Corporate clients withdraw $10 billion from Russian banks
For the second consecutive month, the Russian banking sector has experienced an outflow of foreign currency from the accounts of major corporate clients, who are rapidly spending or withdrawing the dollars and euros, reports finanz.ru.
In July, legal entities withdrew another $900 million from current accounts and emptied a similar amount from foreign currency deposits. A month earlier, the outflow was a three-year record: $4.4 billion flowed out of deposits and $3.6 billion from current accounts.
Overall, since the start of summer, the Russian banking system has lost $9.8 billion from the accounts of major businesses, and the total “foreign currency cushion” of corporations has dropped to a low since 2012 – $146.3 billion, according to the Bank of Russia’s statistics.
In order to pay for the most recent outflow, banks have used $1.3 billion of their own reserves that had accumulated in foreign accounts in the first half of the year, observes Raiffeisen Bank analyst Denis Poryvay.
The remainder was covered using funds belonging to physical entities, who brought another $500 million to the banks. On August 1, the population’s total foreign currency deposits in the banks equaled the all time record of $96.6 billion.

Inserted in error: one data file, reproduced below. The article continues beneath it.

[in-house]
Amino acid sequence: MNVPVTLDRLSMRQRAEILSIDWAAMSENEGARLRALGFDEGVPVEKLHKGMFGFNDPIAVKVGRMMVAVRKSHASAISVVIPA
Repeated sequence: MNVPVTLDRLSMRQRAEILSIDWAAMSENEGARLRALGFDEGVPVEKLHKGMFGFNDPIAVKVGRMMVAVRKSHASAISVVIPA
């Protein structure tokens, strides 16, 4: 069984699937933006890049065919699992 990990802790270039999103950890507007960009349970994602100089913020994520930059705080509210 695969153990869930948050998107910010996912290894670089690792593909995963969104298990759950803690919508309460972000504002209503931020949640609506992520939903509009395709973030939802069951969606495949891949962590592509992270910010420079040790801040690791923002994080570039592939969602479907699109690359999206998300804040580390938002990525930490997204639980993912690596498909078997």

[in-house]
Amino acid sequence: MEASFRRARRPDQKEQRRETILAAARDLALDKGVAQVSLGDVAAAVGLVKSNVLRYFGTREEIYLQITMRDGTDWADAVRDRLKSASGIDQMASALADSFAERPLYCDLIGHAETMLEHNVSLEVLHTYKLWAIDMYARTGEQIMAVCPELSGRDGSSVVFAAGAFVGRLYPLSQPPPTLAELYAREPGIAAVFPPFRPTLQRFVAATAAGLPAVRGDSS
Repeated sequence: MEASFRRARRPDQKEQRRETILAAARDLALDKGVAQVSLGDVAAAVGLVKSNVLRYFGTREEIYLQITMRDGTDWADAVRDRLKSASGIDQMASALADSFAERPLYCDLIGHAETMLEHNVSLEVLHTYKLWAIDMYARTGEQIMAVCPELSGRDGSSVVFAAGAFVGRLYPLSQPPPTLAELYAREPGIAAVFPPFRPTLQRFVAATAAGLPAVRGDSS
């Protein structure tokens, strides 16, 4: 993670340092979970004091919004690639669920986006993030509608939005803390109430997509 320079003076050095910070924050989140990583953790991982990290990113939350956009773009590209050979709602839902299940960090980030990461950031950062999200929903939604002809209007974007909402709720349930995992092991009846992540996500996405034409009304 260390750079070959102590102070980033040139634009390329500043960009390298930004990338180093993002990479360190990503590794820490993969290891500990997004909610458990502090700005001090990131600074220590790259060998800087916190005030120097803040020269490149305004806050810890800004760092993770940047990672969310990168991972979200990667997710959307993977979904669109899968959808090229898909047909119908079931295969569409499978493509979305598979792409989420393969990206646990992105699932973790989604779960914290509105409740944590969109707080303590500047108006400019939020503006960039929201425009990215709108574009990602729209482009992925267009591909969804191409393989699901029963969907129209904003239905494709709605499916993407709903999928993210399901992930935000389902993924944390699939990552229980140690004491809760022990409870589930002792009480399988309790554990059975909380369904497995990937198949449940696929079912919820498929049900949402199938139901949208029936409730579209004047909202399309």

Corporations needed the foreign currency in order to pay dividends. Between May and August, the largest companies paid shareholders $30.1 billion, of which exporters accounted for 70%.
Just like in 2017-2018, the payments could not be covered using the current cash flow. Gazprom was faced with a sharp decline in gas prices in Europe and a drastic decline in its export volumes to there. Rosneft was severely affected by the situation surrounding the Druzhba pipeline, and had barely enough operating cash flow in the second quarter ($6.95 billion) to pay for all its capital investments ($6.56 billion). Both Rusal and Alrosa complained of demand problems due to trade wars.
Despite the major outflow of client funds, banks do not want to part with their own foreign currency cushions, despite the fact that the strengthening ruble is causing many of them losses: In the first half of the year, VTB lost $1.38 billion on foreign currency investments and Alfa-Bank lost $103 million.
At the end of July, the banks had a $18.5 billion reserve in the form of liquid foreign currency assets, Poryvay estimates. This is the amount by which their own cash reserves in offshore accounts exceed what their clients have in current accounts.
In a month, the banks used up only $300 million of this reserve, which is the primary factor preventing the ruble from weakening significantly, says Poryvay.
“As liquidity is exhausted over 3-4 months, that is, by the end of the year, the ruble is very likely to weaken, and the cost of foreign currency liquidity will rise,” the expert adds.
(c) UAWIRE 2019